‘ 163-"? é.6£iT 28 E9 5 io + + 166 ' 30th 30 50 6 9 + — + + 174 2 30th 30 52 . 6 1 + —— + +

d:—l3oth ducts operatednupon -s-ubt-erminally; distal end of one re};{c1{e§' cloaca

'- 59 "|' " 26¢}? 27 52”” ' éb"'""" ZTTET

e. Both ducts operated upon subterminally; both distal ends reach cloaca -1-01 j 26th I 32 56" I 5 M8“ -2 + 1 + + 21 27th . 29 49 5 9 ! —’ —_|: E + —| ‘-S-tump of Wolflian duct reaches cloaca, but is too short to form ureter. ‘Long segment of Wolfiian duct reaches cloaca, but no ureter is formed.

injured, either at their growing points or behind the zone of differentiation; following which the eggs were reincubated for one to five days. From several hundred experiments numerous embryos were sectioned for study. Out‘ of twenty—nine that were old enough to contain the blastema, half of them showed that the Wolflian ducts of one or both sides had been successfully interrupted, with consequent failure in development of the ureteric bud (table 1). Yet in spite of absence of one or both ureters, and of the fact that in some cases the lesion was severe enough to sever the spinal cord (e.g., figs. 4 and 22) or to split the wing buds (e.g., figs. 21 and 3) or the leg buds (figs. 23, 19, and 5), nevertheless both blastemas appeared.

From a study of these embryos it therefore becomes apparent that differentiation of metanephric tubules is not a direct continuation of that repetitive process which gives rise to mesonephric tubules, even though the nephrogenic tissue of the two organs is at first continued (Sedgwick, ’80). For, whenever the nephrotome is interrupted experimentally at any level in the region of the future Wolffian body, the Wolffian duct and tubules fail to appear caudad to the lesion. Yet the metanephric blastema invariably appears, even when the lesion is as low as the thirtieth somite (table 1).[4]

Another characteristic of the metanephric blastema is its apparent power to assume the configuration of the embryonic kidney, notwithstanding the absence of the ureter. When one studies the reconstruction of such an embryo a.s is shown in figure 2, it becomes clear that the reason why the kidney

Fig.2 Reconstruction of chick embryo no. 21 (five days nine hours). X 37.5. Both Wolflian ducts interrupted subterminally at level of twenty—seventh somite, during twenty-nine-somite stage (forty-nine hours of incubation). Lower ends of each duct (L and R.W.d.) reached cloaca (CL). Upper ends are hydronephrotic (L. and R.hydr.W.d.). Right Wolffian duct (R.W.d.) gives rise to ureter (R.ur.). Left Wolfiian duct is probably too short to form ureter (compare position of ureteric bud in early stages: fig. 14, Boyden, ’22). Left blastema ( assumes same shape as right, notwithstanding absence of left ureter. Left blastema is compressed by umbilical arteries (curved arrow). All., allantois; Bursa, bursa of Fabricius; Reot., rectum. (For sections through blastemas at level of umbilical arteries, see fig. 14.)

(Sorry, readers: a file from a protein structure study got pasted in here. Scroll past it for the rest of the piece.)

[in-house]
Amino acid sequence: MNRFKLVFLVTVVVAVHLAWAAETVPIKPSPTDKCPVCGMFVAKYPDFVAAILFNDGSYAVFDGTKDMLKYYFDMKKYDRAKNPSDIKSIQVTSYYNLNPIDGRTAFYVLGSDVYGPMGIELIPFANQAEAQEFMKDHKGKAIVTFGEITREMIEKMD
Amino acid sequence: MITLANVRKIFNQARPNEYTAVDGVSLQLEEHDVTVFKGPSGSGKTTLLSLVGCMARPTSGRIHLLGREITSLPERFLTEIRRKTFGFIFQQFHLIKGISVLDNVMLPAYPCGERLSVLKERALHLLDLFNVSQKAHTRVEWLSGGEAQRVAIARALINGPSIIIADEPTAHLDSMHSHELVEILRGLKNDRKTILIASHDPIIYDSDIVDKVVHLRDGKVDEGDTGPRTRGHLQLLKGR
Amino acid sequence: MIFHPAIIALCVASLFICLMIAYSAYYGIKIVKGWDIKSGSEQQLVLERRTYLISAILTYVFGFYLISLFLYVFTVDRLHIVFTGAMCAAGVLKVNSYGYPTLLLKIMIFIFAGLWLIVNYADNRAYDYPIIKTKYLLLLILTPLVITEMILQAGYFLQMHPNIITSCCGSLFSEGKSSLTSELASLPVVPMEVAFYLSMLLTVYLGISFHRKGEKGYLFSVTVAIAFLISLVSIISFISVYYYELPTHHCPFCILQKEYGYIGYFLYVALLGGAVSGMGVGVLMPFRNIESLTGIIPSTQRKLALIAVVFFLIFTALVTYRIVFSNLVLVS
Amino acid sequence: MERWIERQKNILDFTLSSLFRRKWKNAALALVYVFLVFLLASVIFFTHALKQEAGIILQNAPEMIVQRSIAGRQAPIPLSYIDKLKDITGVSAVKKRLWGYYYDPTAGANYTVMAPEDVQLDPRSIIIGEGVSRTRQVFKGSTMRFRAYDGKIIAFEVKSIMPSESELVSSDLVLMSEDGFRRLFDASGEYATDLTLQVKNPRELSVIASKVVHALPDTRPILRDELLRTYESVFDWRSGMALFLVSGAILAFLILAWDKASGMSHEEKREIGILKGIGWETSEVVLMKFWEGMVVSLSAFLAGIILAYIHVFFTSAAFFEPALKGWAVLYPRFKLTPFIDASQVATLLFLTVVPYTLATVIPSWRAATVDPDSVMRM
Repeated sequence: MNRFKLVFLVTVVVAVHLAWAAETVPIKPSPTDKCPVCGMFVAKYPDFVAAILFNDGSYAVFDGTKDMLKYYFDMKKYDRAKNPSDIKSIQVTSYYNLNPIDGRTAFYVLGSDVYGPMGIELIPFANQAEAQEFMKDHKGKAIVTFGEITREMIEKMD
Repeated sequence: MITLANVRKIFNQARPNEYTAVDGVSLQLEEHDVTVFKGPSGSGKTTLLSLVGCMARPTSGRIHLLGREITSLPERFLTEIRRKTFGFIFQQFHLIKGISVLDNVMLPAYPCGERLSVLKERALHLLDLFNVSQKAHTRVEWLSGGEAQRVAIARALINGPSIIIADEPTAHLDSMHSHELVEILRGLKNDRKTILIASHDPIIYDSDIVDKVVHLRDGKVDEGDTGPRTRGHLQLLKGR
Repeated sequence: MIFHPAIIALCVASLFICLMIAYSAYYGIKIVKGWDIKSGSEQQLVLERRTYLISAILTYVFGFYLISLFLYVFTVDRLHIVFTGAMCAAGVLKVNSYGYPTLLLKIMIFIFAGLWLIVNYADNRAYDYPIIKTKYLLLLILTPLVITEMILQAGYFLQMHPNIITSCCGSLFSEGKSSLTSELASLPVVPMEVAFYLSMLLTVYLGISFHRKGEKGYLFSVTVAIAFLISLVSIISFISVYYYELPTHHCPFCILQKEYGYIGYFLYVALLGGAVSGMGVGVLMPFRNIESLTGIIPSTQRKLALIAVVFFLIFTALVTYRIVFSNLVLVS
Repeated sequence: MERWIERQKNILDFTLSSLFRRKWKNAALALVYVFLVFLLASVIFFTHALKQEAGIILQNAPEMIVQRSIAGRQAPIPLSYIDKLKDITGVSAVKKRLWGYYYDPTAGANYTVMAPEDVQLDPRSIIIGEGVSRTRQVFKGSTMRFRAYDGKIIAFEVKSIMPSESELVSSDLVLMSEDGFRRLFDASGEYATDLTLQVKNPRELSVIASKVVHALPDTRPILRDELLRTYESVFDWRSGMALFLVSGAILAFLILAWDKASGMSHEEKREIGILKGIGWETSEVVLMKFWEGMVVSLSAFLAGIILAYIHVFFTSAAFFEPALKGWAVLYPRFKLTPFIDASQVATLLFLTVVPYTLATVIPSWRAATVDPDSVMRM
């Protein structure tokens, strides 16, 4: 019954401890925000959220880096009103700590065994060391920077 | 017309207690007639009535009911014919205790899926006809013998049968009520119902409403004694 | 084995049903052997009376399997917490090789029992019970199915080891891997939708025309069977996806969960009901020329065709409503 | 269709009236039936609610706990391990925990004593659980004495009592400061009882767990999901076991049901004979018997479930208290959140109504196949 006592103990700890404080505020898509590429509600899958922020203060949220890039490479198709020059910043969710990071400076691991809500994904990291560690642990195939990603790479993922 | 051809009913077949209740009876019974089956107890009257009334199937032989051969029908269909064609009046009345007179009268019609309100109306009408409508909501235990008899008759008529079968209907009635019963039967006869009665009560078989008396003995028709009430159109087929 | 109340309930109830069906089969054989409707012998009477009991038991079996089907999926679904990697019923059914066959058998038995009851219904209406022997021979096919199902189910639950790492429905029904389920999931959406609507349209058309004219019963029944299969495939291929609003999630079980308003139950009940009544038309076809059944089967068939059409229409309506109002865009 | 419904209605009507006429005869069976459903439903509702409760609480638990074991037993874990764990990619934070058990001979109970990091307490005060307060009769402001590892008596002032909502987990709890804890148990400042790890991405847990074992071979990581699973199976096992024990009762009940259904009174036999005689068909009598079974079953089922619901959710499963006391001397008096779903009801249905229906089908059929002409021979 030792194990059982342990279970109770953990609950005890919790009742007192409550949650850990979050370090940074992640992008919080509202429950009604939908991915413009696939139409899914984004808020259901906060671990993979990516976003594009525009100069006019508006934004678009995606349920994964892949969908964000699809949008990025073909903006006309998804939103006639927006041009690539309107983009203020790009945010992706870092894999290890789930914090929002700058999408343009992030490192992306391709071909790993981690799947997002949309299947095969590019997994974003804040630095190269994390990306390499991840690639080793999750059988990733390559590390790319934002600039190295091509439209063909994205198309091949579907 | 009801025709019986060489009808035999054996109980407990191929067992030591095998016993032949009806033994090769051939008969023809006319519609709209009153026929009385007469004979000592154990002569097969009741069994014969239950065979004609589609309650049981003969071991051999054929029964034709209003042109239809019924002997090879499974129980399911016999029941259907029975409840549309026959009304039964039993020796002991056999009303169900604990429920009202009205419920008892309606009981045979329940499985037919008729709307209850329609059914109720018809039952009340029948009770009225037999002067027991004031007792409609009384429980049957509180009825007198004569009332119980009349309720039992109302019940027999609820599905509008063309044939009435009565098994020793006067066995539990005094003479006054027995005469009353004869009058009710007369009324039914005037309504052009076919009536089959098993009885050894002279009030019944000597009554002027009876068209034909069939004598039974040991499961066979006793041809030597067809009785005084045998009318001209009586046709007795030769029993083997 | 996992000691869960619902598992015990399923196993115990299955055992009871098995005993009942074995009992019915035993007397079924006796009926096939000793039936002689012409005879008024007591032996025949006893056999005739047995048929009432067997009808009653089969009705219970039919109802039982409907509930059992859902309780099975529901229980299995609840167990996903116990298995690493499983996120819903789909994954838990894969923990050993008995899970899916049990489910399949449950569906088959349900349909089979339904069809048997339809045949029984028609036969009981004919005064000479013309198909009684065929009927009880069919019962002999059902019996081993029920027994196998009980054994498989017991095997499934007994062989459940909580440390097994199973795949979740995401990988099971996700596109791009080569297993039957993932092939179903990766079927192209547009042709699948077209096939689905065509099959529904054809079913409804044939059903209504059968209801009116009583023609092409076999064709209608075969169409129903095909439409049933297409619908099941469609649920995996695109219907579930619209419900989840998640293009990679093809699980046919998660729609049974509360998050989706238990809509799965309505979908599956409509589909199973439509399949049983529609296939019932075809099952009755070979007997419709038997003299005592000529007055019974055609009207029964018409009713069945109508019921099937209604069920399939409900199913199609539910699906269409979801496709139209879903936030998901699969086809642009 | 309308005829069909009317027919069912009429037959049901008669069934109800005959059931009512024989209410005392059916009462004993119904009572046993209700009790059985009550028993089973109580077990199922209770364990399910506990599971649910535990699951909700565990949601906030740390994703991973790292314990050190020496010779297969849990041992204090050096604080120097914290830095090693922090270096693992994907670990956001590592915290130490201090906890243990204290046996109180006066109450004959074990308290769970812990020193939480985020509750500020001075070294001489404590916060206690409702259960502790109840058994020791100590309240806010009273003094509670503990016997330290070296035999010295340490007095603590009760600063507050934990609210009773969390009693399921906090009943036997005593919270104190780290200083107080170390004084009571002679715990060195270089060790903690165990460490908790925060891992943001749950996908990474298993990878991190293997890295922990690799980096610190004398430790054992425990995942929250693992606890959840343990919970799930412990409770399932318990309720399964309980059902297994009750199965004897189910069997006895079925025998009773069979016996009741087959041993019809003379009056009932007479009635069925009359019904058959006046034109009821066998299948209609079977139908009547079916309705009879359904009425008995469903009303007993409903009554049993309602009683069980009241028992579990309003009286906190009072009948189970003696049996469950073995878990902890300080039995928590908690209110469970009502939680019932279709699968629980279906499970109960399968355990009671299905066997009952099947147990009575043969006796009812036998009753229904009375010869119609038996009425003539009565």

Fig.3 Graphic reconstruction of chick embryo no. 215 (five days thirteen hours. X 37.5. Wolflian ducts interrupted subterminally at level of nineteenth somite, during twenty-first somite stage (thirty-nine hours of incubation). Wing buds cleft by lesion (compare fig. 21). Ends of Wolffian ducts reach cloaca (9), but are too short to form ureteric buds. Nevertheless each blastema appears (L and R.blast.) in its usual place. At level of umbilical crotch (curved arrow) the left blastema. is obliterated, being compressed between the umbilical arteries. (For section through blastemas above level of arrow, see fig. 16.)

Fig.4 Graphic reconstruction of chick embryo no. 231 (four days fourteen hours). X 30. Both Wolffian ducts interrupted terminally at level of future twenty~fifth somite, during twenty-two~somite stage (forty hours of incubation). No trace of Wolffian ducts on cloaca. Lesion was severe enough to sever spinal cord and disloeate the two halves (see fig. 22). Nevertheless, both blastemas appeared in absence of ureteric buds. Note anomalous caudal diverticulum of cloaca (Din). All., allantois; Les., level of lesion; Rect., rectum; curved arrows, region where umbilical arteries compress right and left blastema (see fig. 17).